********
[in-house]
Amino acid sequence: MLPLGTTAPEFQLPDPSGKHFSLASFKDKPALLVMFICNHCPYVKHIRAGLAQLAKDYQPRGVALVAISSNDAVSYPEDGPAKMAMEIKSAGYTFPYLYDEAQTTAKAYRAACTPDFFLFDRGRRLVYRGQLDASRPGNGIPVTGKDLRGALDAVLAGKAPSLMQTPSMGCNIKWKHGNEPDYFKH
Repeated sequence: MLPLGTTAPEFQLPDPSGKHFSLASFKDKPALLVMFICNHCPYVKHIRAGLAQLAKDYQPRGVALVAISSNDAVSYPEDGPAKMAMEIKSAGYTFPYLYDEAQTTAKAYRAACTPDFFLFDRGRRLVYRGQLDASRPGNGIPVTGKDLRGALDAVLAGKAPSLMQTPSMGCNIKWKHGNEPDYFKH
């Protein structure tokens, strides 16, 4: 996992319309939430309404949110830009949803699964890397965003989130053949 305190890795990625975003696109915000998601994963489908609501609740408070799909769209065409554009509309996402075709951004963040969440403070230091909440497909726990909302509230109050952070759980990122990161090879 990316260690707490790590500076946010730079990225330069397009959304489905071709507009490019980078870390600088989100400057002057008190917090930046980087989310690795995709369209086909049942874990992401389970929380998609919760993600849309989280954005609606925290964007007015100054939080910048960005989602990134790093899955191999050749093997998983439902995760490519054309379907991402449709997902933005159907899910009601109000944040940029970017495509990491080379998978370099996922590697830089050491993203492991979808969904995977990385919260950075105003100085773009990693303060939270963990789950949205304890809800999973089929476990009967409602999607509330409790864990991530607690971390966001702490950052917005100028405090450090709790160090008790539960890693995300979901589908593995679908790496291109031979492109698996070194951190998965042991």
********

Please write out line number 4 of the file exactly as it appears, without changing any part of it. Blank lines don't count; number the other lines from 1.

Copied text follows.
């Protein structure tokens, strides 16, 4: 996992319309939430309404949110830009949803699964890397965003989130053949 305190890795990625975003696109915000998601994963489908609501609740408070799909769209065409554009509309996402075709951004963040969440403070230091909440497909726990909302509230109050952070759980990122990161090879 990316260690707490790590500076946010730079990225330069397009959304489905071709507009490019980078870390600088989100400057002057008190917090930046980087989310690795995709369209086909049942874990992401389970929380998609919760993600849309989280954005609606925290964007007015100054939080910048960005989602990134790093899955191999050749093997998983439902995760490519054309379907991402449709997902933005159907899910009601109000944040940029970017495509990491080379998978370099996922590697830089050491993203492991979808969904995977990385919260950075105003100085773009990693303060939270963990789950949205304890809800999973089929476990009967409602999607509330409790864990991530607690971390966001702490950052917005100028405090450090709790160090008790539960890693995300979901589908593995679908790496291109031979492109698996070194951190998965042991």